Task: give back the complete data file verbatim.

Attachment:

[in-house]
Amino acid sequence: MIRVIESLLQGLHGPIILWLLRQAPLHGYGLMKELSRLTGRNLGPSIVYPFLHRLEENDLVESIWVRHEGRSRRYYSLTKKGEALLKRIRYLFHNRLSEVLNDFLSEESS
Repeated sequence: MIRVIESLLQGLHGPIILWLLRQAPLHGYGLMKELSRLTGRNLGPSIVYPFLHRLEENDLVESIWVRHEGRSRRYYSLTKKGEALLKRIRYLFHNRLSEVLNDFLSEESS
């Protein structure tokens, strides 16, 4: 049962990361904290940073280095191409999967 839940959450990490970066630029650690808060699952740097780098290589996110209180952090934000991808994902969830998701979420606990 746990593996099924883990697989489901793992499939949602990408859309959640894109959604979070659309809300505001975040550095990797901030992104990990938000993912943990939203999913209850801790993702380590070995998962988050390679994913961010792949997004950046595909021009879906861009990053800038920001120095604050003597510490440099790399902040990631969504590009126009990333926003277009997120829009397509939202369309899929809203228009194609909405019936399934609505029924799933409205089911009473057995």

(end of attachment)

[in-house]
Amino acid sequence: MIRVIESLLQGLHGPIILWLLRQAPLHGYGLMKELSRLTGRNLGPSIVYPFLHRLEENDLVESIWVRHEGRSRRYYSLTKKGEALLKRIRYLFHNRLSEVLNDFLSEESS
Repeated sequence: MIRVIESLLQGLHGPIILWLLRQAPLHGYGLMKELSRLTGRNLGPSIVYPFLHRLEENDLVESIWVRHEGRSRRYYSLTKKGEALLKRIRYLFHNRLSEVLNDFLSEESS
């Protein structure tokens, strides 16, 4: 049962990361904290940073280095191409999967 839940959450990490970066630029650690808060699952740097780098290589996110209180952090934000991808994902969830998701979420606990 746990593996099924883990697989489901793992499939949602990408859309959640894109959604979070659309809300505001975040550095990797901030992104990990938000993912943990939203999913209850801790993702380590070995998962988050390679994913961010792949997004950046595909021009879906861009990053800038920001120095604050003597510490440099790399902040990631969504590009126009990333926003277009997120829009397509939202369309899929809203228009194609909405019936399934609505029924799933409205089911009473057995």